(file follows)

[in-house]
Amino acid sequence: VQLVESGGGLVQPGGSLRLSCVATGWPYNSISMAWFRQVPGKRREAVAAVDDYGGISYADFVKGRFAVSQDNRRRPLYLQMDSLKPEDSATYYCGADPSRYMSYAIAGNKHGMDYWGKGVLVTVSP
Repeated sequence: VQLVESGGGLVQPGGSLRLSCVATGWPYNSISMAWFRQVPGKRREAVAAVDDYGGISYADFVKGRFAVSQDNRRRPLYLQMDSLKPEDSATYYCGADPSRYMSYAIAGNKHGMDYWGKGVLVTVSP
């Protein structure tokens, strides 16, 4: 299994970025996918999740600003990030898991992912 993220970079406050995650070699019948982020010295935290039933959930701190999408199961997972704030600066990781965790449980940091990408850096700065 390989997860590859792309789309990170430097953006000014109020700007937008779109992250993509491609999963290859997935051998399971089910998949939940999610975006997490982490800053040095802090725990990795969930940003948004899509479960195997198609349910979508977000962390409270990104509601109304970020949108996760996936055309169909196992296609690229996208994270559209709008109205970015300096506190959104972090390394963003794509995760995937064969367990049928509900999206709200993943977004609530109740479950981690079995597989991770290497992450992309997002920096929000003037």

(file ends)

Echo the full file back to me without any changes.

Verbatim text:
[in-house]
Amino acid sequence: VQLVESGGGLVQPGGSLRLSCVATGWPYNSISMAWFRQVPGKRREAVAAVDDYGGISYADFVKGRFAVSQDNRRRPLYLQMDSLKPEDSATYYCGADPSRYMSYAIAGNKHGMDYWGKGVLVTVSP
Repeated sequence: VQLVESGGGLVQPGGSLRLSCVATGWPYNSISMAWFRQVPGKRREAVAAVDDYGGISYADFVKGRFAVSQDNRRRPLYLQMDSLKPEDSATYYCGADPSRYMSYAIAGNKHGMDYWGKGVLVTVSP
């Protein structure tokens, strides 16, 4: 299994970025996918999740600003990030898991992912 993220970079406050995650070699019948982020010295935290039933959930701190999408199961997972704030600066990781965790449980940091990408850096700065 390989997860590859792309789309990170430097953006000014109020700007937008779109992250993509491609999963290859997935051998399971089910998949939940999610975006997490982490800053040095802090725990990795969930940003948004899509479960195997198609349910979508977000962390409270990104509601109304970020949108996760996936055309169909196992296609690229996208994270559209709008109205970015300096506190959104972090390394963003794509995760995937064969367990049928509900999206709200993943977004609530109740479950981690079995597989991770290497992450992309997002920096929000003037």